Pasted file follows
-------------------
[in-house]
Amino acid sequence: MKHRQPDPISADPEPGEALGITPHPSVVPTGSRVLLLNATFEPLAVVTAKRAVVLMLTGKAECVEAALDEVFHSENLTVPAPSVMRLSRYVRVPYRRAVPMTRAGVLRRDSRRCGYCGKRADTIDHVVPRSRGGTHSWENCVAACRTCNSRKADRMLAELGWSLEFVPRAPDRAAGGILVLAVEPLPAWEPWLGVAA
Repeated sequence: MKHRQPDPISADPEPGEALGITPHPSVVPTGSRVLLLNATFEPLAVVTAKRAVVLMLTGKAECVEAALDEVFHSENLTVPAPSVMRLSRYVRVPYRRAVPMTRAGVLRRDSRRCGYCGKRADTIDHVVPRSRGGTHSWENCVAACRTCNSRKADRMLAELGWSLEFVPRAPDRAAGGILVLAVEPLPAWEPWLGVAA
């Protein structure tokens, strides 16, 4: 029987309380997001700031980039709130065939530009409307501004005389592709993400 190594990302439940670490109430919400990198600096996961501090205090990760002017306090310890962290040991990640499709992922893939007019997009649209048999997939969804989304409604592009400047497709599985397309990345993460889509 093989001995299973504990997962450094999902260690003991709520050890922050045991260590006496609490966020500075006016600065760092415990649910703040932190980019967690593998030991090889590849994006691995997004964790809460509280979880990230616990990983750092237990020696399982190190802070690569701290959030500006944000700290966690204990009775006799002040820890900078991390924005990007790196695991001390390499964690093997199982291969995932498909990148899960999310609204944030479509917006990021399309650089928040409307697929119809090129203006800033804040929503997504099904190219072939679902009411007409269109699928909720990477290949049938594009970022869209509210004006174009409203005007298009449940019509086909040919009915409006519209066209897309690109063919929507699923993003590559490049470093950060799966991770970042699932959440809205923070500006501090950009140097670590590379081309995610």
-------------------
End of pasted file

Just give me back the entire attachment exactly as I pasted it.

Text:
[in-house]
Amino acid sequence: MKHRQPDPISADPEPGEALGITPHPSVVPTGSRVLLLNATFEPLAVVTAKRAVVLMLTGKAECVEAALDEVFHSENLTVPAPSVMRLSRYVRVPYRRAVPMTRAGVLRRDSRRCGYCGKRADTIDHVVPRSRGGTHSWENCVAACRTCNSRKADRMLAELGWSLEFVPRAPDRAAGGILVLAVEPLPAWEPWLGVAA
Repeated sequence: MKHRQPDPISADPEPGEALGITPHPSVVPTGSRVLLLNATFEPLAVVTAKRAVVLMLTGKAECVEAALDEVFHSENLTVPAPSVMRLSRYVRVPYRRAVPMTRAGVLRRDSRRCGYCGKRADTIDHVVPRSRGGTHSWENCVAACRTCNSRKADRMLAELGWSLEFVPRAPDRAAGGILVLAVEPLPAWEPWLGVAA
């Protein structure tokens, strides 16, 4: 029987309380997001700031980039709130065939530009409307501004005389592709993400 190594990302439940670490109430919400990198600096996961501090205090990760002017306090310890962290040991990640499709992922893939007019997009649209048999997939969804989304409604592009400047497709599985397309990345993460889509 093989001995299973504990997962450094999902260690003991709520050890922050045991260590006496609490966020500075006016600065760092415990649910703040932190980019967690593998030991090889590849994006691995997004964790809460509280979880990230616990990983750092237990020696399982190190802070690569701290959030500006944000700290966690204990009775006799002040820890900078991390924005990007790196695991001390390499964690093997199982291969995932498909990148899960999310609204944030479509917006990021399309650089928040409307697929119809090129203006800033804040929503997504099904190219072939679902009411007409269109699928909720990477290949049938594009970022869209509210004006174009409203005007298009449940019509086909040919009915409006519209066209897309690109063919929507699923993003590559490049470093950060799966991770970042699932959440809205923070500006501090950009140097670590590379081309995610």